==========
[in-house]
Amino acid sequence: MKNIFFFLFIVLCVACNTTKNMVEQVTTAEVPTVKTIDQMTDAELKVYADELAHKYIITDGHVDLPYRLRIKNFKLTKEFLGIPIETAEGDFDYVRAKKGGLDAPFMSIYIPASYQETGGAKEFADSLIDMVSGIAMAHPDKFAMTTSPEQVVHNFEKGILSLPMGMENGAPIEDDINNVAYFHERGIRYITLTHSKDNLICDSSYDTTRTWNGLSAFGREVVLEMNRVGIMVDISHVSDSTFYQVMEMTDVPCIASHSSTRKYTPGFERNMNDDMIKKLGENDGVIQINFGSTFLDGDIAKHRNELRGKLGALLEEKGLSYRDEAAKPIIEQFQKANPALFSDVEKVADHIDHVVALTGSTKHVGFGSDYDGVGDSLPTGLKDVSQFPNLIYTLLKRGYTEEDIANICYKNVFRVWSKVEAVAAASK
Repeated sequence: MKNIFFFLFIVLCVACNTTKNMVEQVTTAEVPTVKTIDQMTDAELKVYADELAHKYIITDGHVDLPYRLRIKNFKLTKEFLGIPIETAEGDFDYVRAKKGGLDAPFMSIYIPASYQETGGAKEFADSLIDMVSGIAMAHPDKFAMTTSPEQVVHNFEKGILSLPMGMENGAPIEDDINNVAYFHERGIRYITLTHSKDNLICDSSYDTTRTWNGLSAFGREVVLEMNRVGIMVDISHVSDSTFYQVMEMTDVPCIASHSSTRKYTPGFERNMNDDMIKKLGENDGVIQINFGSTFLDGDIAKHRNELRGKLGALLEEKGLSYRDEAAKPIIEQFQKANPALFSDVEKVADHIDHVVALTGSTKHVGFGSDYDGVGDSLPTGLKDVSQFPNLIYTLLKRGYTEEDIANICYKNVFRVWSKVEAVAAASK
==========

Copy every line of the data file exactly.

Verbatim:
[in-house]
Amino acid sequence: MKNIFFFLFIVLCVACNTTKNMVEQVTTAEVPTVKTIDQMTDAELKVYADELAHKYIITDGHVDLPYRLRIKNFKLTKEFLGIPIETAEGDFDYVRAKKGGLDAPFMSIYIPASYQETGGAKEFADSLIDMVSGIAMAHPDKFAMTTSPEQVVHNFEKGILSLPMGMENGAPIEDDINNVAYFHERGIRYITLTHSKDNLICDSSYDTTRTWNGLSAFGREVVLEMNRVGIMVDISHVSDSTFYQVMEMTDVPCIASHSSTRKYTPGFERNMNDDMIKKLGENDGVIQINFGSTFLDGDIAKHRNELRGKLGALLEEKGLSYRDEAAKPIIEQFQKANPALFSDVEKVADHIDHVVALTGSTKHVGFGSDYDGVGDSLPTGLKDVSQFPNLIYTLLKRGYTEEDIANICYKNVFRVWSKVEAVAAASK
Repeated sequence: MKNIFFFLFIVLCVACNTTKNMVEQVTTAEVPTVKTIDQMTDAELKVYADELAHKYIITDGHVDLPYRLRIKNFKLTKEFLGIPIETAEGDFDYVRAKKGGLDAPFMSIYIPASYQETGGAKEFADSLIDMVSGIAMAHPDKFAMTTSPEQVVHNFEKGILSLPMGMENGAPIEDDINNVAYFHERGIRYITLTHSKDNLICDSSYDTTRTWNGLSAFGREVVLEMNRVGIMVDISHVSDSTFYQVMEMTDVPCIASHSSTRKYTPGFERNMNDDMIKKLGENDGVIQINFGSTFLDGDIAKHRNELRGKLGALLEEKGLSYRDEAAKPIIEQFQKANPALFSDVEKVADHIDHVVALTGSTKHVGFGSDYDGVGDSLPTGLKDVSQFPNLIYTLLKRGYTEEDIANICYKNVFRVWSKVEAVAAASK